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Get tips on applying for science journalism fellowship Nov. 7

November 5, 2019 By Eric Hamilton

Have you always wanted to break the news? Can’t wait to learn about the latest scientific discoveries? Dream of rubbing elbows with the best science journalists in the country?

Are you a graduate student or postdoctoral researcher in the sciences or engineering?

Then come to the Landmark room in Union South at 9 a.m. on Thursday, Nov. 7, to learn about the American Association for the Advancement of Science (AAAS) Mass Media Science & Engineering Fellowship. Three former fellows will share what it’s like to go from the lab to the newsroom and back and what careers the fellowship can lead to. Plus, they’ll offer tips on how to prepare a successful application.

For 45 years, the AAAS Mass Media Fellowship has trained early-career scientists in science journalism and communication. For 10 weeks in the summer, fellows work as full-time science journalists in top newsrooms around the country, including at National Public Radio, The Washington Post, Wired and National Geographic. Past fellows have gone on to become leading journalists, educators, policymakers and researchers.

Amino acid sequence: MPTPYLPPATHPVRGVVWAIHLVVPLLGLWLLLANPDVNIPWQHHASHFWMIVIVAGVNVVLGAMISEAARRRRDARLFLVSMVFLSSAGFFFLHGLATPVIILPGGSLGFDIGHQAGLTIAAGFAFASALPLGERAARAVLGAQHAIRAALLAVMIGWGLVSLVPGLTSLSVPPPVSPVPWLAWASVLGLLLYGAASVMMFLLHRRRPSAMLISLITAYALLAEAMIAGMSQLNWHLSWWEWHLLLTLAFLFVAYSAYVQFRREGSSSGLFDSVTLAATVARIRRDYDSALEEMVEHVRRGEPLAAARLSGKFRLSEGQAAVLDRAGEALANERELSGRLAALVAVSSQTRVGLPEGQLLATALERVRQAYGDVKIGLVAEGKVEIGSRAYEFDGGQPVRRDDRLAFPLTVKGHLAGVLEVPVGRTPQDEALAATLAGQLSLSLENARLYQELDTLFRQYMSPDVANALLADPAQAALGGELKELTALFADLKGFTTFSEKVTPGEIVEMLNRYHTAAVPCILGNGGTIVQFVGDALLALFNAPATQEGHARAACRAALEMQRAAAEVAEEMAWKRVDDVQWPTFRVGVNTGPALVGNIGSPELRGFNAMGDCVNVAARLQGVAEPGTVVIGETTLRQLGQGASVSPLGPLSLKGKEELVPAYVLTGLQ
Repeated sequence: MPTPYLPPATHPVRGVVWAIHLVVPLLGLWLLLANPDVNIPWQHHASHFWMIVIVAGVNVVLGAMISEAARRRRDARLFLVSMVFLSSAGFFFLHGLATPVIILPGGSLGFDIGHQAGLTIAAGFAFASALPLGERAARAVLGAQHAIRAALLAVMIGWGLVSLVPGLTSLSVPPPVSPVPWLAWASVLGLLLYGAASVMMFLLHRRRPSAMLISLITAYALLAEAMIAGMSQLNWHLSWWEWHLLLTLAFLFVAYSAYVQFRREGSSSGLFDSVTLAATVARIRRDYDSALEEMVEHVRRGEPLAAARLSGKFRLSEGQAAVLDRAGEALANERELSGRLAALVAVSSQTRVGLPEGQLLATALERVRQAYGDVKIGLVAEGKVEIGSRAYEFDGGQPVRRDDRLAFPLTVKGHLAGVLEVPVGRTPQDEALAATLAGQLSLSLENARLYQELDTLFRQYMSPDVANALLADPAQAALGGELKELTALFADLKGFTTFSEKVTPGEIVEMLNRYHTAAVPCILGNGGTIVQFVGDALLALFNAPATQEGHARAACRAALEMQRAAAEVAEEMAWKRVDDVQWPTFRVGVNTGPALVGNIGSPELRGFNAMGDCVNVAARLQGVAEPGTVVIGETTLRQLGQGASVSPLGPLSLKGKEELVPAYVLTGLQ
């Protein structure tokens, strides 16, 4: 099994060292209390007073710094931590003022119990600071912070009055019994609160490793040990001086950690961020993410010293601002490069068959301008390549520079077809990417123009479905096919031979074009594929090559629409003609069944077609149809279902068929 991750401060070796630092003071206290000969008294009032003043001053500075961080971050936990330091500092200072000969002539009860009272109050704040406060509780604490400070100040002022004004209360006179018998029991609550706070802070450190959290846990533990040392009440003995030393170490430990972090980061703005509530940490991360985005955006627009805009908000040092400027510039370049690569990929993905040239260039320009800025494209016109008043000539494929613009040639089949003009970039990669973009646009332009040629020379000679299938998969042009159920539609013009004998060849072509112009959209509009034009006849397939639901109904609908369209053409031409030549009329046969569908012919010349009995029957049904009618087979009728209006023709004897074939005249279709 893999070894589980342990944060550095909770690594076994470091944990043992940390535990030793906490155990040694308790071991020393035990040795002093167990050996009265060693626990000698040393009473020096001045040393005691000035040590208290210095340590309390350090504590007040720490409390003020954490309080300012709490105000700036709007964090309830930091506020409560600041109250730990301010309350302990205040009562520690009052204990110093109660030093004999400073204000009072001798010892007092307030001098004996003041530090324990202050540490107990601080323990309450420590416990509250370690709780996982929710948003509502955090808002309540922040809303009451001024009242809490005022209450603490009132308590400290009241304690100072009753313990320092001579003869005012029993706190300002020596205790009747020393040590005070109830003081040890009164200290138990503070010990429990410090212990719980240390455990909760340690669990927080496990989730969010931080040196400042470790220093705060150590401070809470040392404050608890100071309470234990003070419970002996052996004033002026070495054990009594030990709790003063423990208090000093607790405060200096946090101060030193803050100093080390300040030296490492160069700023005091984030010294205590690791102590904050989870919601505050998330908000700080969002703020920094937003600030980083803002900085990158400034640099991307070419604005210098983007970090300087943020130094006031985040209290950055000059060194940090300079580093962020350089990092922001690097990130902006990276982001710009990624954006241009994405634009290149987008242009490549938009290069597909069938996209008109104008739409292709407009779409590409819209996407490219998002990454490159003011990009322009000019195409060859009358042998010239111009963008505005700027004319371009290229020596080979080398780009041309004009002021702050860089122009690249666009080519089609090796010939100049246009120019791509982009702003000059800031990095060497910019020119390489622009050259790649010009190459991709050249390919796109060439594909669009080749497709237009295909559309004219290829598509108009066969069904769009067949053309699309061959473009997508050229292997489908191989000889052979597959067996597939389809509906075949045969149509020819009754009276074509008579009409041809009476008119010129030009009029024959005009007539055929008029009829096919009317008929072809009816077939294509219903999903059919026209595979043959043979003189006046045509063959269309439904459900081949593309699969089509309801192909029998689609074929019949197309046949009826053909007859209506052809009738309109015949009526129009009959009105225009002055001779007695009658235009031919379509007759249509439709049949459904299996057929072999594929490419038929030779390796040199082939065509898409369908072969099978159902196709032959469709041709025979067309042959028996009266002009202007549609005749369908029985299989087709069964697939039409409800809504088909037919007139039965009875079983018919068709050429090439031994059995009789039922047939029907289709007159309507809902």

The University of Wisconsin–Madison will fund a graduate student from the university to attend the fellowship in 2020. However, participation in the fellowship is not limited to just one UW–Madison graduate student or postdoc, as other sources of funding are available.

The panelists for the informational event include Kelly Tyrrell, interim director of research communications for University Communications; Sarah Perdue, director of communications for the Department of Physics; and Eric Hamilton, science writer for University Communications.

UW–Madison’s funding for a graduate student fellow comes from University Communications, the Graduate School, and the Office of the Vice Chancellor for Research and Graduate Education. Fellows are paid a $6,000 stipend and their travel is covered to and from their news sites and Washington, D.C., where they receive training in science journalism at the headquarters of AAAS.

The fellowship runs from June 3 to Aug. 18, 2020. Applications are due by Jan. 1. Upper-level undergraduates, graduate students and postdoctoral researchers in the sciences or engineering — or those who are within one year of completing these positions — are eligible. Students with training primarily in journalism, including science journalism, are not eligible.

For more information, visit the Facebook event page or contact Eric Hamilton at